Learn from my mistake and keep your peppers far apart if you want to save the seeds.

Squash, Cucumbers, Melons

Members of the cucurbit family (melons, cukes, squash, pumpkins) are insect-pollinated annuals that need to be grown 800 feet to a half mile apart!

It should be easy to save squash seeds but the bees readily spread their pollen from one plant to the next resulting in all sorts of unintentional crosses.

If you have tried saving the seeds from your favorite summer squash only to end up with fruit that is more like a tough-shelled gourd instead of a tender squash, it probably crossed with another plant of the same species like a pumpkin, gourd, or winter squash. 

Cucumber blossoms are much smaller than those on squash plants which makes hand pollination challenging.

Broccoli, Kale, and Brassicas

If you’re a beginner seed-saver, I don’t recommend seed-saving biennials. However, if you become a master seed-saver, note that biennials in the brassica family are also insect pollinated. A special broccoli or kale needs to be planted 800 feet to a half mile away from another variety of broccoli or kale. 

Broccoli is considered a biennial but if left on the plant will often blossom the first season.

Beets, Swiss Chard, Spinach

If you think those distances are wide, other biennials such beets and Swiss chard, and annual spinach are wind pollinated and individual varieties need to be grown 800 feet to one mile apart!

Biennials like chard and kale usually don’t produce seed until their second season so they have to be grown where they can winter over.

How to Plant for Seed-Saving

Here’s the good news. You don’t need to own acres of land! You will only need to isolate 1 or 2 plants of each species that you intend to save seeds from, not the entire crop. Each plant usually generates a lot of seeds, enough for your family and to share with others. 

There are caging methods you can employ to isolate the plants but they require hand-pollination. Planting wind-pollinated plants in the lee of a building or tall fence may also help to prevent accidental cross-pollination. Growing only one variety of the species you want to save at a time can also help but it is hard to totally isolate them, especially if other gardens are nearby. Bees fly far and wide to find the pollen that they like.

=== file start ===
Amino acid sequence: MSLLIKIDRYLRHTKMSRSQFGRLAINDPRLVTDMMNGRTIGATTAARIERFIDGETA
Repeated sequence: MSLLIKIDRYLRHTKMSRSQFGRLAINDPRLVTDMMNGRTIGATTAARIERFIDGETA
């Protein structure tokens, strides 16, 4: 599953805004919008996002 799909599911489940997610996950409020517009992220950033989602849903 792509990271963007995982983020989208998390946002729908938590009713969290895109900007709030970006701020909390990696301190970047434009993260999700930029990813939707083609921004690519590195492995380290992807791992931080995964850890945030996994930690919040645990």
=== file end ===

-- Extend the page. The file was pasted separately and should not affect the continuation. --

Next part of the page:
Green peas are self-pollinating and perfect for seed-saving.  Credit: Irina Bg/Shutterstock

A simple seed-saving garden plan

If you’re starting out, keep it simple. Stick to the four vegetables that are self-pollinating: tomatoes, beans, peas, and lettuce.  

Keep these seed-saving plants isolated from the rest of the garden which contains the vegetables that you plan to eat. The good news is that you can mix the seed-saving plants with each other in any way you wish. Simply plant in one long row if you wish.

Let’s say you’d like to save seeds from two different heirloom tomato plants. Just make sure that there is 10 feet between between the two varieties. If you plant in one row, plant seeds for beans, peas, and lettuce in between the two tomato varieties.

You can build more rows and stagger the same way. It may help to draw this out on paper or create a small chart on your computer.

Learn more about how to save seeds, including how-to videos, by visiting our Seed-Saving 101 Guide.

About The Author

Robin Sweetser

Robin has been a contributor to The Old Farmer’s Almanac and the All-Seasons Garden Guide for many years. Read More from Robin Sweetser